UPDATED June 15th, 2020:
On this date, the Supreme Court ruled that the Civil Rights Act of 1964, which prohibits discrimination in the workplace “because of sex” also applies to LGBTQ+ people. In the past, some people were left unprotected and even lost court cases because the Act wasn’t specific about sexual orientation. This ruling means that nobody can be fired for being homosexual or transgender.
During the Trump administration, LGBTQ+ rights have been under attack “like never before,” according to the American Civil Liberties Union (ACLU), one of the leading Human Rights advocacy groups in the nation.
June has been declared officially Pride Month several times. First by president Bill Clinton, in 1996. Then by President Barack Obama in 2009. And last year by President Trump, not through an official declaration but, you guessed it, a tweet.
It was established initially to commemorate the riots of Stonewall Inn, in New York City, following a police raid on June 28th, 1969. Also, LGBTQ+ rights won a massive victory in June 26th, 2015, when the Supreme Court ruled in favor of same-sex marriage.
Many other rights have been acknowledged over the past few years, such as adoption, protection against hate crimes, and the right to serve in the Armed Forces. Unfortunately, the current administration and some states are working to undermine some of these gains.
To these challenges, this year’s Pride Month faces the constraints of the COVID-19 pandemic. “While the pandemic continues, so will our fight for LGBTQ+ rights, and especially for trans rights, which are under attack like never before,” reads a press release from ACLU.
These are some of the rights conquered by the LGBTQ+ organizations and the threats they face from the federal government, state authorities, and courts:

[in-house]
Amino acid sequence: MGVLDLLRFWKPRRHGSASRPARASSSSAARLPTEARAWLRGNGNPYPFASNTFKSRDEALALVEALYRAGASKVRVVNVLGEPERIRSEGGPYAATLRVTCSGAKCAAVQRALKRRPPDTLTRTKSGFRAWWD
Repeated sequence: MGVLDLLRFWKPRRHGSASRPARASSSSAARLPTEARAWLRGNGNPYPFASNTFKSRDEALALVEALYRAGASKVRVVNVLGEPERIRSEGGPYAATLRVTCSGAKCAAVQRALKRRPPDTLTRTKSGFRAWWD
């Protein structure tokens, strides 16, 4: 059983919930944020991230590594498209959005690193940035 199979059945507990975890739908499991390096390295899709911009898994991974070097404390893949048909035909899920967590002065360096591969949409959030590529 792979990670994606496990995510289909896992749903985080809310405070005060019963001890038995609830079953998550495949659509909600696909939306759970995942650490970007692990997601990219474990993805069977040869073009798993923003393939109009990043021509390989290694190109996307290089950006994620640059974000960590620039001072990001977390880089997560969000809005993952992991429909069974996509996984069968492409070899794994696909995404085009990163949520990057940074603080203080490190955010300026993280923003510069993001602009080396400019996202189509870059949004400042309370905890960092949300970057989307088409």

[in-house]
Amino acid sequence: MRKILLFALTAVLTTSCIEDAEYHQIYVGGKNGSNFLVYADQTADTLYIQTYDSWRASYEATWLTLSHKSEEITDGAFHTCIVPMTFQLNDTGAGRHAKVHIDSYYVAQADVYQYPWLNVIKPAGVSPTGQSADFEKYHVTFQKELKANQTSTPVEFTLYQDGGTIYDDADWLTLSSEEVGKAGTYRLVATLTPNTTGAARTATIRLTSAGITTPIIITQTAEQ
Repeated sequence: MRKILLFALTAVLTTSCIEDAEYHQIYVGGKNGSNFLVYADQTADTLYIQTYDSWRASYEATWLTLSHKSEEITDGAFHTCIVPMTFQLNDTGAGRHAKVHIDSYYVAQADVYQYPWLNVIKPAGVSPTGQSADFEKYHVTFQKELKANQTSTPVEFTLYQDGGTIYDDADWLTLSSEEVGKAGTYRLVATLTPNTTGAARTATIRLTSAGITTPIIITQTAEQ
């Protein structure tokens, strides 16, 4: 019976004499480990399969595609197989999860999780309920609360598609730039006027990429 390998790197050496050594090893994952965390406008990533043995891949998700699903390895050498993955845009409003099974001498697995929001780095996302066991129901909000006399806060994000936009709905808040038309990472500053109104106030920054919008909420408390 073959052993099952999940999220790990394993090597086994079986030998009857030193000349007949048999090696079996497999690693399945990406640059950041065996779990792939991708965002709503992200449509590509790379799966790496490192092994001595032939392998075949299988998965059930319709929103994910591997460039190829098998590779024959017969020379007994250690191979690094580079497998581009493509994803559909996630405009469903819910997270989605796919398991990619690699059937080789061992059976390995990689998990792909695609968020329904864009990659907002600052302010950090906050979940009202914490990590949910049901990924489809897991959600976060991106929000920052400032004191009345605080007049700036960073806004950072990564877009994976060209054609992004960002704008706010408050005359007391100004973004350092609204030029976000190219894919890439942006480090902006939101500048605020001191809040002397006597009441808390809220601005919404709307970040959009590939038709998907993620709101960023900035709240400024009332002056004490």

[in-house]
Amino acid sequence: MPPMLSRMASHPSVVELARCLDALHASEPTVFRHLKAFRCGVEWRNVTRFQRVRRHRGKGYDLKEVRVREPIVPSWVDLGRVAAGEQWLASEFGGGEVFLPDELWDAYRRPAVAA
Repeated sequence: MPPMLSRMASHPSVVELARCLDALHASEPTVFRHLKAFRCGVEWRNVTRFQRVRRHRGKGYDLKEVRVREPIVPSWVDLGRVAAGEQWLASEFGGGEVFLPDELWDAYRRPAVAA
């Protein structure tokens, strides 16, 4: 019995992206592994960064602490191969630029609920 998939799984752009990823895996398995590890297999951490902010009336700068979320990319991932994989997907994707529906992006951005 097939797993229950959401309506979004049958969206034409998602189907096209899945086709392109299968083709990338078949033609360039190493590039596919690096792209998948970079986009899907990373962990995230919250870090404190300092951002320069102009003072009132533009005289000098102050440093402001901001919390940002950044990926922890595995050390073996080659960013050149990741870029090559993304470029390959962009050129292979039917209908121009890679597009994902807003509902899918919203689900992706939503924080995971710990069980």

Although legal in the 50 states and all the US Territories, some states and territories are using legal loopholes to prevent same-sex couples from getting a marriage license.
Same-sex parents and LGBTQ+ adoptions are legal across the entire US. There were some legal challenges in several states, most of them rejected. A lawsuit on the private adoption agencies’ right to refuse requests from same-sex couples or LGBTQ+ individuals is pending resolution in South Carolina. In ten other states, the law allows privately-owned welfare agencies to deny services to LGBTQ+ people based on religious beliefs.
More than half of US states have no laws against discrimination in the workplace based on sexual identity. In other words, if a person is denied training or a promotion, or is harassed in their workplace for their sexual identity, there is no legal way to challenge it. The Civil Rights Act bans discrimination based on race, color, religion, national origin, and sex, but some court cases argue it is not specific about sexual orientation, which has left many people unprotected.
As LGBTQ+ rights are not specifically mentioned in the Fair Housing Act, landlords are legally allowed to deny housing based on sexual orientation or gender identity in as many as 28 states. A recent study by the Williams Institute found that up to 17% of cisgender sexual minority adults experienced homelessness at some point in their lives. They fear that COVID-19 could make things worse for LGBTQ+ people in need of housing.
Ethnic minority LGBTQ+ people are in what is called a double minority, with higher rates of discrimination because of race and sexual orientation. Now that there is a worldwide clamor against racism, some voices are making themselves heard also in the LGBTQ+ community. “Despite the Black and LGBTQ+ communities’ shared history of struggle, they have not always been staunch allies,” says Irene Monroe an African-American lesbian reporter from The Boston Globe. The issue was also addressed by online dating application Grindr with the campaign #KindrGrindr, launched in 2018.
Despite all its advances, LGBTQ+ communities in the US have a long way to go in their fight for equal rights. June Pride is an excellent opportunity to openly discuss these issues and make their voices heard in the ongoing public debate.
To support and learn more, here is a list of resources: